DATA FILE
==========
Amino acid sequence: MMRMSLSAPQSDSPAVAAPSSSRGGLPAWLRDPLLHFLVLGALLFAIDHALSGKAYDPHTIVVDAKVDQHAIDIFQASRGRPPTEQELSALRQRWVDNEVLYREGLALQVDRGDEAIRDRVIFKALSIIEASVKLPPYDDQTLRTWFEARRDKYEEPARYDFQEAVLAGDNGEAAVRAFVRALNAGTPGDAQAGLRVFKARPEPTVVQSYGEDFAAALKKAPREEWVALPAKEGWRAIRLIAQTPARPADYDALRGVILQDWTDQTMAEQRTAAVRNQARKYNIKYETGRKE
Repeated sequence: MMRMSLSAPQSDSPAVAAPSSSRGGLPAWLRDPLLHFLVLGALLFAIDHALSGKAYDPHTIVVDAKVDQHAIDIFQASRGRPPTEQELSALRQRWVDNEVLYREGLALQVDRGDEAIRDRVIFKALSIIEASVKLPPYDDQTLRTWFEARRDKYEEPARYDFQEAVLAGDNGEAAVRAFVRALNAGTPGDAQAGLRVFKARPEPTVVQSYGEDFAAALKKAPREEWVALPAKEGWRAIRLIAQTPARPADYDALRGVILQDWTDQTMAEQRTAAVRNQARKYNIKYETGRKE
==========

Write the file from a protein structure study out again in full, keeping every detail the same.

Amino acid sequence: MMRMSLSAPQSDSPAVAAPSSSRGGLPAWLRDPLLHFLVLGALLFAIDHALSGKAYDPHTIVVDAKVDQHAIDIFQASRGRPPTEQELSALRQRWVDNEVLYREGLALQVDRGDEAIRDRVIFKALSIIEASVKLPPYDDQTLRTWFEARRDKYEEPARYDFQEAVLAGDNGEAAVRAFVRALNAGTPGDAQAGLRVFKARPEPTVVQSYGEDFAAALKKAPREEWVALPAKEGWRAIRLIAQTPARPADYDALRGVILQDWTDQTMAEQRTAAVRNQARKYNIKYETGRKE
Repeated sequence: MMRMSLSAPQSDSPAVAAPSSSRGGLPAWLRDPLLHFLVLGALLFAIDHALSGKAYDPHTIVVDAKVDQHAIDIFQASRGRPPTEQELSALRQRWVDNEVLYREGLALQVDRGDEAIRDRVIFKALSIIEASVKLPPYDDQTLRTWFEARRDKYEEPARYDFQEAVLAGDNGEAAVRAFVRALNAGTPGDAQAGLRVFKARPEPTVVQSYGEDFAAALKKAPREEWVALPAKEGWRAIRLIAQTPARPADYDALRGVILQDWTDQTMAEQRTAAVRNQARKYNIKYETGRKE